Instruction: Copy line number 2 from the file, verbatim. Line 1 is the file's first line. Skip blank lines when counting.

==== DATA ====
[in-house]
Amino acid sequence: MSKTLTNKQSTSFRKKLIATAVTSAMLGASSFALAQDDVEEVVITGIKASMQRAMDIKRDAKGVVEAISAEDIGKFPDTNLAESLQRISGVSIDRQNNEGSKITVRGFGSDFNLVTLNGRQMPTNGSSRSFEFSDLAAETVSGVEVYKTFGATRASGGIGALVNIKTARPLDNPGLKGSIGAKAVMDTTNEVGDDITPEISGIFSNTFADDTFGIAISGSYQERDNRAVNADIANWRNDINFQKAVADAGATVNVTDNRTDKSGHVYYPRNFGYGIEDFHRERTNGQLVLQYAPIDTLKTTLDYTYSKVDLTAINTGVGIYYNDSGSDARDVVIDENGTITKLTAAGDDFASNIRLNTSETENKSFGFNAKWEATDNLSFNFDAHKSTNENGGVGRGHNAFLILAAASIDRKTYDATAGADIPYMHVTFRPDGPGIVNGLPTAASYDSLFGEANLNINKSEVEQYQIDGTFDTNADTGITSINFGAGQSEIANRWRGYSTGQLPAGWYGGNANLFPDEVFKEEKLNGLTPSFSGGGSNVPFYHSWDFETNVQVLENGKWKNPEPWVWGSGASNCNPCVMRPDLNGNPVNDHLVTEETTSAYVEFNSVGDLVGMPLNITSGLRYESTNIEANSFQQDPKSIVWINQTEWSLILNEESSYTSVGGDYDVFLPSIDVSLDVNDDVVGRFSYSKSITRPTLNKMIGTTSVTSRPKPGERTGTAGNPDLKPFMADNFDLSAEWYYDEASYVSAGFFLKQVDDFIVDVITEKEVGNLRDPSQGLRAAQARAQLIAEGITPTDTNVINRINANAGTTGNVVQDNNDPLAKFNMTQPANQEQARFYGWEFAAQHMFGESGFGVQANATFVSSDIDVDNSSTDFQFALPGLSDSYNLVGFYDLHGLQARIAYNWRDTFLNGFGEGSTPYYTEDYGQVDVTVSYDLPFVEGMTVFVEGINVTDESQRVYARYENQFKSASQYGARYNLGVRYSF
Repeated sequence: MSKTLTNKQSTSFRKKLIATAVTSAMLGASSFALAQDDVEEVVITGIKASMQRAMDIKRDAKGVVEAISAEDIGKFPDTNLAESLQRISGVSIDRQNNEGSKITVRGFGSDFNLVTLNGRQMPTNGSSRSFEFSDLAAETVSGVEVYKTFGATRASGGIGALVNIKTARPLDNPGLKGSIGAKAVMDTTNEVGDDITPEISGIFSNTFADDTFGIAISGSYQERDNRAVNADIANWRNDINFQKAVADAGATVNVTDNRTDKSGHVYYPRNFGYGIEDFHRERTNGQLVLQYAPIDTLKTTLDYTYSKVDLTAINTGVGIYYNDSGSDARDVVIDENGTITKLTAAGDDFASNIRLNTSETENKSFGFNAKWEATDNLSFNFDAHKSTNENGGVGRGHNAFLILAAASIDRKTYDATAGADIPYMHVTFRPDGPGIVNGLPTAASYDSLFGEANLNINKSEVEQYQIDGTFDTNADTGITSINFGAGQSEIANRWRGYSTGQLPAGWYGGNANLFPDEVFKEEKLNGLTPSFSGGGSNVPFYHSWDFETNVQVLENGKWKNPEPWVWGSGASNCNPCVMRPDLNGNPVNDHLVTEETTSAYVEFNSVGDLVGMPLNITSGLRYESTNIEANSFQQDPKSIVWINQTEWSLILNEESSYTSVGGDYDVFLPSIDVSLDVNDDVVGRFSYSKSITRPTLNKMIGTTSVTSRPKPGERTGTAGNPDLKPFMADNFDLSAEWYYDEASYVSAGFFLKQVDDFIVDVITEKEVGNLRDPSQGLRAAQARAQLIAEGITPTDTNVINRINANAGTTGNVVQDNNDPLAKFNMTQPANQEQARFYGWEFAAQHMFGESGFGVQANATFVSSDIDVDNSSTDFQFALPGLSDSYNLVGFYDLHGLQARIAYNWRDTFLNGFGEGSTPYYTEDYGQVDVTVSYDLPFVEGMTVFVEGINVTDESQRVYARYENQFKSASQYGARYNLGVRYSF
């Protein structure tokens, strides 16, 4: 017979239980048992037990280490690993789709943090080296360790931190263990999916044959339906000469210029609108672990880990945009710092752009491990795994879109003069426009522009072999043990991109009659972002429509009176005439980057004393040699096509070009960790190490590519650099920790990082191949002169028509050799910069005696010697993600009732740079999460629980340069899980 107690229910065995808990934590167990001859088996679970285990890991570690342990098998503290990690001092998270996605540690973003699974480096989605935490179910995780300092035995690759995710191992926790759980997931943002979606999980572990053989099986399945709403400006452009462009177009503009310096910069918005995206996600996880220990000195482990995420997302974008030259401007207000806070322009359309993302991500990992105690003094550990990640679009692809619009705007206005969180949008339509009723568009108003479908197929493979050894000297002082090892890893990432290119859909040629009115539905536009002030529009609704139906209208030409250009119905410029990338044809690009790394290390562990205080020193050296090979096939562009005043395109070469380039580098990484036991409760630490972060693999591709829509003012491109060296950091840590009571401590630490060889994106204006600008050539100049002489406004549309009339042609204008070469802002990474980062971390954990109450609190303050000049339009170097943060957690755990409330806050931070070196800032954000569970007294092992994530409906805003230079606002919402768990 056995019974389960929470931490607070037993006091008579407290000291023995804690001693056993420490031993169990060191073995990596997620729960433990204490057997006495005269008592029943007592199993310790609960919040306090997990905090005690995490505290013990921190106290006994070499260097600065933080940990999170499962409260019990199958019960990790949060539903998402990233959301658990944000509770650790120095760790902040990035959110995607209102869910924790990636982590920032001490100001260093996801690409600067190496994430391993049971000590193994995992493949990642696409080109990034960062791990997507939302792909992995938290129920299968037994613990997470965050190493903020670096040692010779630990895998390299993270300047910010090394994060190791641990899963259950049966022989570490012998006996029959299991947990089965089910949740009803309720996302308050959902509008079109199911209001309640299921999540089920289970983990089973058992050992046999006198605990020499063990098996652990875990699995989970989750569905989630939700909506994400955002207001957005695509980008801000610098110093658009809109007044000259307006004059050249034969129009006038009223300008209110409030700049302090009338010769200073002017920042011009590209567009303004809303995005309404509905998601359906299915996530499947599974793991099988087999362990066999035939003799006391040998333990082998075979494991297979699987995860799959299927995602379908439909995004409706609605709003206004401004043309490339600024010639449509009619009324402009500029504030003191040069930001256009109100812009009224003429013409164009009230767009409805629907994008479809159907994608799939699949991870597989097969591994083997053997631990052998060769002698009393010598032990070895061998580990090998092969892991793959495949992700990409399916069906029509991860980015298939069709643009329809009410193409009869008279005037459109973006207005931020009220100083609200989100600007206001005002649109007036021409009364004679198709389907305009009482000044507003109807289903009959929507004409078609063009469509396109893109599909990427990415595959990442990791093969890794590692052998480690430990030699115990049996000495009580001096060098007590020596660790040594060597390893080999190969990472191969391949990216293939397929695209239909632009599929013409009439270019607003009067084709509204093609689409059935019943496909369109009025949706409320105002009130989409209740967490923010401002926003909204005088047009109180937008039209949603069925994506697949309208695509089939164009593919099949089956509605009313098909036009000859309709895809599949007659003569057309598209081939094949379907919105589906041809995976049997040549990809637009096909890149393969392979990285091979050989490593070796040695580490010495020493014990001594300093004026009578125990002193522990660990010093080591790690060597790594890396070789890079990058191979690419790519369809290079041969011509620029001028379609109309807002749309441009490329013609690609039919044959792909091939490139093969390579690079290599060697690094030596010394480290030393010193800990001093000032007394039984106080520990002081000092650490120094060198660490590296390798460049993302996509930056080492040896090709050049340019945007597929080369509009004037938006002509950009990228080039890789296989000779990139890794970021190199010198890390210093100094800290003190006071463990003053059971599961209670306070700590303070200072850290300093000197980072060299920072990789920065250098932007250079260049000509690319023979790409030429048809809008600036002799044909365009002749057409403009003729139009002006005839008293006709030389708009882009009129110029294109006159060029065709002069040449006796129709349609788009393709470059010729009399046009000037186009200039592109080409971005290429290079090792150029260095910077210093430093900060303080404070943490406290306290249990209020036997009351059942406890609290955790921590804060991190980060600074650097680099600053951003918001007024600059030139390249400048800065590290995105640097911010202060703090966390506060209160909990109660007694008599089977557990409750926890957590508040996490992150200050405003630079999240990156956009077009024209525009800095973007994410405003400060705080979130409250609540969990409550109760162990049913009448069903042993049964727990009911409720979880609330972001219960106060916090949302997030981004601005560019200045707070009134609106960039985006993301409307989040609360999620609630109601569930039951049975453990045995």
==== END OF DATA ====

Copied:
Amino acid sequence: MSKTLTNKQSTSFRKKLIATAVTSAMLGASSFALAQDDVEEVVITGIKASMQRAMDIKRDAKGVVEAISAEDIGKFPDTNLAESLQRISGVSIDRQNNEGSKITVRGFGSDFNLVTLNGRQMPTNGSSRSFEFSDLAAETVSGVEVYKTFGATRASGGIGALVNIKTARPLDNPGLKGSIGAKAVMDTTNEVGDDITPEISGIFSNTFADDTFGIAISGSYQERDNRAVNADIANWRNDINFQKAVADAGATVNVTDNRTDKSGHVYYPRNFGYGIEDFHRERTNGQLVLQYAPIDTLKTTLDYTYSKVDLTAINTGVGIYYNDSGSDARDVVIDENGTITKLTAAGDDFASNIRLNTSETENKSFGFNAKWEATDNLSFNFDAHKSTNENGGVGRGHNAFLILAAASIDRKTYDATAGADIPYMHVTFRPDGPGIVNGLPTAASYDSLFGEANLNINKSEVEQYQIDGTFDTNADTGITSINFGAGQSEIANRWRGYSTGQLPAGWYGGNANLFPDEVFKEEKLNGLTPSFSGGGSNVPFYHSWDFETNVQVLENGKWKNPEPWVWGSGASNCNPCVMRPDLNGNPVNDHLVTEETTSAYVEFNSVGDLVGMPLNITSGLRYESTNIEANSFQQDPKSIVWINQTEWSLILNEESSYTSVGGDYDVFLPSIDVSLDVNDDVVGRFSYSKSITRPTLNKMIGTTSVTSRPKPGERTGTAGNPDLKPFMADNFDLSAEWYYDEASYVSAGFFLKQVDDFIVDVITEKEVGNLRDPSQGLRAAQARAQLIAEGITPTDTNVINRINANAGTTGNVVQDNNDPLAKFNMTQPANQEQARFYGWEFAAQHMFGESGFGVQANATFVSSDIDVDNSSTDFQFALPGLSDSYNLVGFYDLHGLQARIAYNWRDTFLNGFGEGSTPYYTEDYGQVDVTVSYDLPFVEGMTVFVEGINVTDESQRVYARYENQFKSASQYGARYNLGVRYSF